This subsidence of the crust produced a large, slightly depressed lava plain now known as the Columbia Basin or Columbia River Plateau.The northwesterly advancing lava forced the ancient Columbia River into its present course.The Latah Formation sediments of Washington and Idaho are interbedded with a number of the Columbia River Basalt Group flows, and outcrop across the region.
The Columbia River Basalt Group is thought to be a potential link to the Chilcotin Group in south-central British Columbia, Canada.
The Columbia River Basalt Group flows exhibit essentially uniform chemical properties through the bulk of individual flows, suggesting rapid placement.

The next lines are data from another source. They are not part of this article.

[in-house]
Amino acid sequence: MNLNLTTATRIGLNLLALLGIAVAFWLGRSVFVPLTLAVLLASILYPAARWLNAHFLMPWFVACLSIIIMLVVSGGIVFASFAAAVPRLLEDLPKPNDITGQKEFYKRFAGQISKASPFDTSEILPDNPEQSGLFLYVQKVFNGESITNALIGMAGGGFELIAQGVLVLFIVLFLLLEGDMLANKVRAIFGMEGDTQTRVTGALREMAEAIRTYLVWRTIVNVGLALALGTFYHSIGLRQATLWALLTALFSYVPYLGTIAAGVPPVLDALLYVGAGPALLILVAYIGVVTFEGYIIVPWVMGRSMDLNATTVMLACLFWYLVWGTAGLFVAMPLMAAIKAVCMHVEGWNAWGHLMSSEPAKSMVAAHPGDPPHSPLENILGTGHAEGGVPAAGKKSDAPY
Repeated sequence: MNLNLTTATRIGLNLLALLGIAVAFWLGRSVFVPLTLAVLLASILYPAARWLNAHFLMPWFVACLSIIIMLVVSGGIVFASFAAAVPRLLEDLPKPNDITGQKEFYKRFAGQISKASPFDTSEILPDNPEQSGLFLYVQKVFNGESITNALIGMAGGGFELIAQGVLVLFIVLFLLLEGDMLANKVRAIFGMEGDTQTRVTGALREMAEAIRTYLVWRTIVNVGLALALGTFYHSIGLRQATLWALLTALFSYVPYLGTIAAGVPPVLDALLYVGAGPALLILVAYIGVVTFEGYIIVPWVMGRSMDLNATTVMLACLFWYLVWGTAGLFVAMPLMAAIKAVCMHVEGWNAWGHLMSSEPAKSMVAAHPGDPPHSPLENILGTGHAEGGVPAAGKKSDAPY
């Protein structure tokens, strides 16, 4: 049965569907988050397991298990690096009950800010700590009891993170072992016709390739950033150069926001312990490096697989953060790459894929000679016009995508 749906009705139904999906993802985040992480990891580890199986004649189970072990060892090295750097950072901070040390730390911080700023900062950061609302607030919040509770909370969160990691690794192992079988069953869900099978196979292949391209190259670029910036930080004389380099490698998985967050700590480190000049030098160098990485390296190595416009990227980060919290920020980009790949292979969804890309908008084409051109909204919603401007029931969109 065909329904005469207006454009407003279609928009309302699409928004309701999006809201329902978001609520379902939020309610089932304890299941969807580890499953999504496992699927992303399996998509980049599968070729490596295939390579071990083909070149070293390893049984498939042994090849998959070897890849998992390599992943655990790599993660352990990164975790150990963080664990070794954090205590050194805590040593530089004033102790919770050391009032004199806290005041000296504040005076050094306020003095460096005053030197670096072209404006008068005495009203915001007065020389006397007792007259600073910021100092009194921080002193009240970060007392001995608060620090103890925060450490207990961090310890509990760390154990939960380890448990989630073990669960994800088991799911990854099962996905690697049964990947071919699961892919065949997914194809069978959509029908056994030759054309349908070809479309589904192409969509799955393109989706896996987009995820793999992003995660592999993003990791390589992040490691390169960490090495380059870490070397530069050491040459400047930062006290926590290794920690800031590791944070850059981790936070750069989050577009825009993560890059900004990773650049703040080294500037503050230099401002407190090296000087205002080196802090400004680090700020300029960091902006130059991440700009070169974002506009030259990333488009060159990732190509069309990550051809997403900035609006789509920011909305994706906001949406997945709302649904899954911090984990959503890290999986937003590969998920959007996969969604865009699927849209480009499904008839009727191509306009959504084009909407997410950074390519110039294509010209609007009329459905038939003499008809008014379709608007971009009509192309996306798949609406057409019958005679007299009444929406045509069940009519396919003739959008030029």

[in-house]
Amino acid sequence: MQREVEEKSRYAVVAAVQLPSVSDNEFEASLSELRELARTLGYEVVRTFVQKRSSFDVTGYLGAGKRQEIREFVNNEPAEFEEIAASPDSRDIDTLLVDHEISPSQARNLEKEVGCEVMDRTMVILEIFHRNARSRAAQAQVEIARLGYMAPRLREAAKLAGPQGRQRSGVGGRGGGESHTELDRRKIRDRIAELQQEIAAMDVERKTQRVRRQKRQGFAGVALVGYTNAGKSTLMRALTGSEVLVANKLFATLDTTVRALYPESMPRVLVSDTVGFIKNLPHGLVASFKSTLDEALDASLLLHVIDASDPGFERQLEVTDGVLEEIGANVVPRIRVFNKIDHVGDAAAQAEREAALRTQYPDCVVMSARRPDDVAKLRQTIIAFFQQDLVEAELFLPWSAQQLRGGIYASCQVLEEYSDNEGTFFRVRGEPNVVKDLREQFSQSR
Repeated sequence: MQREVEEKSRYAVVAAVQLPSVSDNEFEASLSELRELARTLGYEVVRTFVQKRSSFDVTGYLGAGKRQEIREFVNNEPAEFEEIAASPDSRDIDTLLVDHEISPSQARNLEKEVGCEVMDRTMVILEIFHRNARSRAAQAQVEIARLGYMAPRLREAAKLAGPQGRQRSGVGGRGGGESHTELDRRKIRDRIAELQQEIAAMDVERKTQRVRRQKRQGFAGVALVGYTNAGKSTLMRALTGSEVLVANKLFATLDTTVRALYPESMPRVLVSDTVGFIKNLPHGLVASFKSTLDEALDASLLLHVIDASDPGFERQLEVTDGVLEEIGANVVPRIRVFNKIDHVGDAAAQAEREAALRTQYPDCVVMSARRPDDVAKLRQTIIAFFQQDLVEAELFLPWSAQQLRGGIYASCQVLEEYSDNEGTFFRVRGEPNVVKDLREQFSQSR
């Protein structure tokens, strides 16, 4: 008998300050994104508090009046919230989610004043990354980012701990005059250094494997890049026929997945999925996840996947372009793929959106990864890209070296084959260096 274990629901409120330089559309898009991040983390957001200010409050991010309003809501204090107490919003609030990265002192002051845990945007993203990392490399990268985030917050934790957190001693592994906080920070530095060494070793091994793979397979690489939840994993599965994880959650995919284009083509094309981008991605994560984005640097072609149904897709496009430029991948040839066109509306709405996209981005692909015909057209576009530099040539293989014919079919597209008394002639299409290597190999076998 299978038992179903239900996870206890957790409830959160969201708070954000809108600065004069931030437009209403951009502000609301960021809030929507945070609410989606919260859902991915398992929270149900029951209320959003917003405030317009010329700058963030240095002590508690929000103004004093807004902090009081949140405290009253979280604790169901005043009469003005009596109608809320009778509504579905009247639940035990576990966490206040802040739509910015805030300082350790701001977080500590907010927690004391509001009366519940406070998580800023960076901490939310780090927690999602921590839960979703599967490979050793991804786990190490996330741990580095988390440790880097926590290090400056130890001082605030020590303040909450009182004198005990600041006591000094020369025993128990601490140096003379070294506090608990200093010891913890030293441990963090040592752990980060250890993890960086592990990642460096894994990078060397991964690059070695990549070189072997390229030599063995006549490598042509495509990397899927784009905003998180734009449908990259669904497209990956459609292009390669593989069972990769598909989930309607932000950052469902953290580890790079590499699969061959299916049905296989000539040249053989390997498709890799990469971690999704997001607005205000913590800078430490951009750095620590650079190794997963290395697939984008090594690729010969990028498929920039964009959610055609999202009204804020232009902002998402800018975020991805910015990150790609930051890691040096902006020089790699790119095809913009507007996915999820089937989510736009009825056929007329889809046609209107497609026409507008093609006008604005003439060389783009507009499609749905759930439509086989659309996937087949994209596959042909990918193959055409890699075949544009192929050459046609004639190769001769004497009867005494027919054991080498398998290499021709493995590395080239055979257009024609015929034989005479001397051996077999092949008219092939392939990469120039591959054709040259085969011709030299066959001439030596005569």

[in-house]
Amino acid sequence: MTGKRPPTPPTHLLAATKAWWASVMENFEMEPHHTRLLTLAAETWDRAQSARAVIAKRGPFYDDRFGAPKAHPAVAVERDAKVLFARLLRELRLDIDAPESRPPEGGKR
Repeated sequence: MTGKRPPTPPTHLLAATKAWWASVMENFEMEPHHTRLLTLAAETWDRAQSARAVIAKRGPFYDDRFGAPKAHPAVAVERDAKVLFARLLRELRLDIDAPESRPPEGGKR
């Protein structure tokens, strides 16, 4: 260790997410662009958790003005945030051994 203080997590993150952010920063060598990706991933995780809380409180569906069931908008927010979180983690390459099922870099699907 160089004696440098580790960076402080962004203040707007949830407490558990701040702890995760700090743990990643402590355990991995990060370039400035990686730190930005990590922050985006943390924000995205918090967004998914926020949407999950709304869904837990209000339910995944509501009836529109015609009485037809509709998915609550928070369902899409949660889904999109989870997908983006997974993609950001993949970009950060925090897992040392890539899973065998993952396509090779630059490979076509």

Ho and Cashman (1997) characterized the 500 km (310 mi)-long Ginkgo flow of the Columbia River Basalt Group, determining that it had been formed in roughly a week, based on the measured melting temperature along the flow from the origin to the most distant point of the flow, combined with hydraulics considerations.
The various lava flows have been dated by radiometric dating—particularly through measurement of the ratios of isotopes of potassium to argon.
Major hot-spots have often been tracked back to flood-basalt events.